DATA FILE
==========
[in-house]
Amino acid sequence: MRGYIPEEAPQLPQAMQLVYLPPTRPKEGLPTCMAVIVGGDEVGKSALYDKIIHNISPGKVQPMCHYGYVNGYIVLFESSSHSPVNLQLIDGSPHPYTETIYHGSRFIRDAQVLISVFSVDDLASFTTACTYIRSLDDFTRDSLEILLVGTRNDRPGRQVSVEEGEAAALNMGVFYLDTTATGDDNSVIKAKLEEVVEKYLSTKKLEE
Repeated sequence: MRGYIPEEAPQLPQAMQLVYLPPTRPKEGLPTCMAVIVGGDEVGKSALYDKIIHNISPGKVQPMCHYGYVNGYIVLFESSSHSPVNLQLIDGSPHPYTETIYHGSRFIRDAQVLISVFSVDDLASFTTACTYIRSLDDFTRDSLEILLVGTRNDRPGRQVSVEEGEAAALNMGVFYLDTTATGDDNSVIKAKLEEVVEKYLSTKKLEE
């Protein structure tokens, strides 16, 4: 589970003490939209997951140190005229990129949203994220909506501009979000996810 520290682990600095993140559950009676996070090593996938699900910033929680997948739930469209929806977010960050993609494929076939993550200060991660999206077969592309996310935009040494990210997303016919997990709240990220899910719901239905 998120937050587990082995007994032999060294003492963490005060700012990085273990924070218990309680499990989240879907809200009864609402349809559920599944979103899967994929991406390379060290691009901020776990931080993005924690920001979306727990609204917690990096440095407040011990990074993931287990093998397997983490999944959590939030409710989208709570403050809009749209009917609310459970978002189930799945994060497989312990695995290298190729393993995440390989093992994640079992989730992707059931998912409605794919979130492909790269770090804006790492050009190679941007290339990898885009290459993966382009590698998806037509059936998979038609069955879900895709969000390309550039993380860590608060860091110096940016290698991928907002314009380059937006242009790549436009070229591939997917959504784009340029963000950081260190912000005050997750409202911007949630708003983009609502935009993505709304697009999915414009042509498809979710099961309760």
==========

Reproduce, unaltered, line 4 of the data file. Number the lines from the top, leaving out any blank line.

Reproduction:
């Protein structure tokens, strides 16, 4: 589970003490939209997951140190005229990129949203994220909506501009979000996810 520290682990600095993140559950009676996070090593996938699900910033929680997948739930469209929806977010960050993609494929076939993550200060991660999206077969592309996310935009040494990210997303016919997990709240990220899910719901239905 998120937050587990082995007994032999060294003492963490005060700012990085273990924070218990309680499990989240879907809200009864609402349809559920599944979103899967994929991406390379060290691009901020776990931080993005924690920001979306727990609204917690990096440095407040011990990074993931287990093998397997983490999944959590939030409710989208709570403050809009749209009917609310459970978002189930799945994060497989312990695995290298190729393993995440390989093992994640079992989730992707059931998912409605794919979130492909790269770090804006790492050009190679941007290339990898885009290459993966382009590698998806037509059936998979038609069955879900895709969000390309550039993380860590608060860091110096940016290698991928907002314009380059937006242009790549436009070229591939997917959504784009340029963000950081260190912000005050997750409202911007949630708003983009609502935009993505709304697009999915414009042509498809979710099961309760």